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Greetings to all who love to wander along the paths of the Holy Scriptures! The purpose of this blog is to share some of the insights of ordinary Catholics who have begun to delve into the mysteries of the Sacred Scriptures. Hopefully you will find these reflections inspiring and insightful. We are faithful to the Church, but we are not theologians; we intend and trust that our individual reflections will remain within the inspired traditions of the Church. (If you note otherwise please let me know!) Discussion and comments are welcome, but always in charity and respect! Come and join us as we ponder the Sacred Scriptures, which will lead us on the path into His heart, which "God alone has traced" Job 28:23.

Monday, March 19, 2012

Joseph and the Family Plan

In honor of today's Solemnity of Saint Joseph, Journey to Wisdom is re-posting an essay by Janet Goodwin.

Saint Joseph, Pray for Us!

St. Joseph's Annunciation

Janet Goodwin

Joseph of Nazareth, the earthly father of Jesus, spoke not a word in the New Testament, yet his actions told volumes.  Somehow, he became the patron of selling houses, but his example illustrated more of the virtues of married life than how to build a home.  His life spoke for all the ages on love and fidelity to God and family, and the divine plan for marriage and family relationships.  Since Joseph is silent within the pages of scripture, looking back on a few Biblical personalities and their character traits will provide interesting background for the development of God’s plan through Joseph and the Holy Family.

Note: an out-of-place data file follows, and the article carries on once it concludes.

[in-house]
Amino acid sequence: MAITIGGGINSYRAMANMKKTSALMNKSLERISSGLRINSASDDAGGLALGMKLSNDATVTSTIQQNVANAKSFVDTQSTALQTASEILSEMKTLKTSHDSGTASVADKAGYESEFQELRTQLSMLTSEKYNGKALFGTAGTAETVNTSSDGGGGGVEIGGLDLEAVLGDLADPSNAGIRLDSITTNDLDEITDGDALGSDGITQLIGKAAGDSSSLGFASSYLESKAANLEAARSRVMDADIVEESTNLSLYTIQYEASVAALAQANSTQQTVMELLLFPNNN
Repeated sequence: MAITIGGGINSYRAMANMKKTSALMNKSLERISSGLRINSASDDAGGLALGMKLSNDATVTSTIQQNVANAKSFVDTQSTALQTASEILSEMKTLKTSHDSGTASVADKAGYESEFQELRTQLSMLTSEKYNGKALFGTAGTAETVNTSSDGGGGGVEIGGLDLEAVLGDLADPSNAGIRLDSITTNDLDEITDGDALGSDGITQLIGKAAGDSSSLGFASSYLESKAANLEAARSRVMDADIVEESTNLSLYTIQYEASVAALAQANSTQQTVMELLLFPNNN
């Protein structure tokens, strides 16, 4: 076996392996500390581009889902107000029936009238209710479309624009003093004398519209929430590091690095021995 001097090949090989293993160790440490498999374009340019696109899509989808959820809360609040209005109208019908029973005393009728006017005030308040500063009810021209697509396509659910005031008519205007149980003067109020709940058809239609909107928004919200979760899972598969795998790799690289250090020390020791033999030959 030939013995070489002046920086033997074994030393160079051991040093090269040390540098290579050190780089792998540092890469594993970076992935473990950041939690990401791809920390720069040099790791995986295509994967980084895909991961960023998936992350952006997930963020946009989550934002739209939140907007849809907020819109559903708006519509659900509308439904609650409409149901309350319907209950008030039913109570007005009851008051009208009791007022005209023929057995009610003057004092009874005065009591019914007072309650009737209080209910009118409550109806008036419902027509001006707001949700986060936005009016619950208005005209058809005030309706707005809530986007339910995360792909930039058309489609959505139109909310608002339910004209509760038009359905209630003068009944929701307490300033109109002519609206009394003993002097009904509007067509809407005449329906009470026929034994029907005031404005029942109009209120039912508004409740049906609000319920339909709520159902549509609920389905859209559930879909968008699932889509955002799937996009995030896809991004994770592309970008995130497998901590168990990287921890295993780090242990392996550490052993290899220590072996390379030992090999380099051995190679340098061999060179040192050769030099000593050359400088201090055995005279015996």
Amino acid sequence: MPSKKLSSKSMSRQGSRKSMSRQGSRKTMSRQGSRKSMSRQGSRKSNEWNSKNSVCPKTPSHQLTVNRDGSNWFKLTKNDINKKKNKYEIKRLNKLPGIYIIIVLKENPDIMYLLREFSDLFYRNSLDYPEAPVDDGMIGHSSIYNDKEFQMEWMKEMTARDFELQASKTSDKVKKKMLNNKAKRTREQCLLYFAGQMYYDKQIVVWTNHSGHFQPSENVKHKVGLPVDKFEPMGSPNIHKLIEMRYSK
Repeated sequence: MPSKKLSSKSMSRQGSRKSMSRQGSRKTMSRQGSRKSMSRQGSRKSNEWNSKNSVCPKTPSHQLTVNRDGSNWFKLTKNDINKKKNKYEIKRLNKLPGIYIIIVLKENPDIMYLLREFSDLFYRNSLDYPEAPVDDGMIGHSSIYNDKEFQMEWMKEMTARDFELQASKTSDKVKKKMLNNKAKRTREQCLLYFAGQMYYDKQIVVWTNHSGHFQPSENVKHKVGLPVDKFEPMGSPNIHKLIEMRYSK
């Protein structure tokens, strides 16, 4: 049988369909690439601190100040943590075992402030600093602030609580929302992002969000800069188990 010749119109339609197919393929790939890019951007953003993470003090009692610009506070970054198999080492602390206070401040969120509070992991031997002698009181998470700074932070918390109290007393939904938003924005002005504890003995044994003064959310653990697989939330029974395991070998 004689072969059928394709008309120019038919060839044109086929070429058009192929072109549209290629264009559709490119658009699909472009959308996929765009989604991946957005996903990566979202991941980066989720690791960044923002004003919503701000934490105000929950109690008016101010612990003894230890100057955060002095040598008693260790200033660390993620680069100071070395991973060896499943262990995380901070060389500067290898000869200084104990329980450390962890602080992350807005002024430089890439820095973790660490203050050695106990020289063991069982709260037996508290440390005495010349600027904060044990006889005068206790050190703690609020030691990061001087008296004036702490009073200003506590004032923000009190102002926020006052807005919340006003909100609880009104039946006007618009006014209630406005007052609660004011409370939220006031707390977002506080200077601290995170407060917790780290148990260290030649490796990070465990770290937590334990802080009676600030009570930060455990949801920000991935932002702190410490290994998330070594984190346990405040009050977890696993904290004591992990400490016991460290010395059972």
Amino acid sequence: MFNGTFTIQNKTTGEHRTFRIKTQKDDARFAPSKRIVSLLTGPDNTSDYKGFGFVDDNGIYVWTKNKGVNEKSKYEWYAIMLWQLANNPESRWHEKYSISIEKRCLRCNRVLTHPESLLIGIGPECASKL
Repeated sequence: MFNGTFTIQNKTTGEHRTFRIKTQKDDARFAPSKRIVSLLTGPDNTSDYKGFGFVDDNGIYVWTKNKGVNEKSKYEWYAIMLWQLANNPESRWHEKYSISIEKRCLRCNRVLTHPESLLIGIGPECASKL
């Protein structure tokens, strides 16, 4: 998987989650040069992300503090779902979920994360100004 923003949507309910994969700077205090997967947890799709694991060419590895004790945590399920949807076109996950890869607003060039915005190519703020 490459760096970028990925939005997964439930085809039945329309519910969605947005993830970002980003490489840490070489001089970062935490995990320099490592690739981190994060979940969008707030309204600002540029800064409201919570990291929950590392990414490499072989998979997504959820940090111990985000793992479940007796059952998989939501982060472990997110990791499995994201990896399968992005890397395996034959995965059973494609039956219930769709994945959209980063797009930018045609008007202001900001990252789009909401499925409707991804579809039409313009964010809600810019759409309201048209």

Abraham, the first of the patriarchs, demonstrated a faith and relationship to God, such that he followed God’s plan without ever truly knowing or seeing the full scope or end result.   Abraham must have been gifted with courage and determination to complete the travels so desired by God.  Later in their marriage, Abraham and Sarah fulfilled God’s will by having their son Isaac at ages past childbearing, so witnessing how God worked impossibilities into realities.  Later, Abraham underwent a great test of fidelity when God asked Isaac to be sacrificed.  Abraham’s fortitude shone brightly as he nearly completed the task, but then angelic intervention directed Abraham to kill a ram instead.  Abraham’s willingness to kill his beloved son demonstrated his unfailing devotion to God. (Ex 22) Certainly in a similar way Joseph would fit the righteous mold of Abraham, not truly knowing the path of his own life or the final outcome for his foster son during his earthly life, yet fully accepting the will of God at his own “annunciation.”   First, Joseph experienced his own excruciating test of fidelity as he contemplated a pregnant, virgin Mary.  In the book, The Mystery of Joseph, Fr. Marie Dominique Philippe writes, ”Trusting in the Father, Joseph accepts this situation that is humanly impossible to live…He must therefore accept to be the origin of the mistaken opinions that will be formed about Mary and Jesus.  This is perhaps the harshest trial for a just man.  In order to live it with love and joy, he must fix his gaze solely on the will of the Father and not become fixed on his own human judgment or the judgment of others.  He must live constantly in a radical conformity to the will of the Father, above and beyond all that comes from creatures.” (1, pg 15-16)  Like Abraham, Joseph would experience divine intervention by an angel to help direct and guide his life.   Joseph readily accepted the daunting challenge presented by God’s angel:  to witness God’s greatest feat, the virgin birth of Jesus, raise God’s son, and assume the role of husband, father and protector of the Holy Family.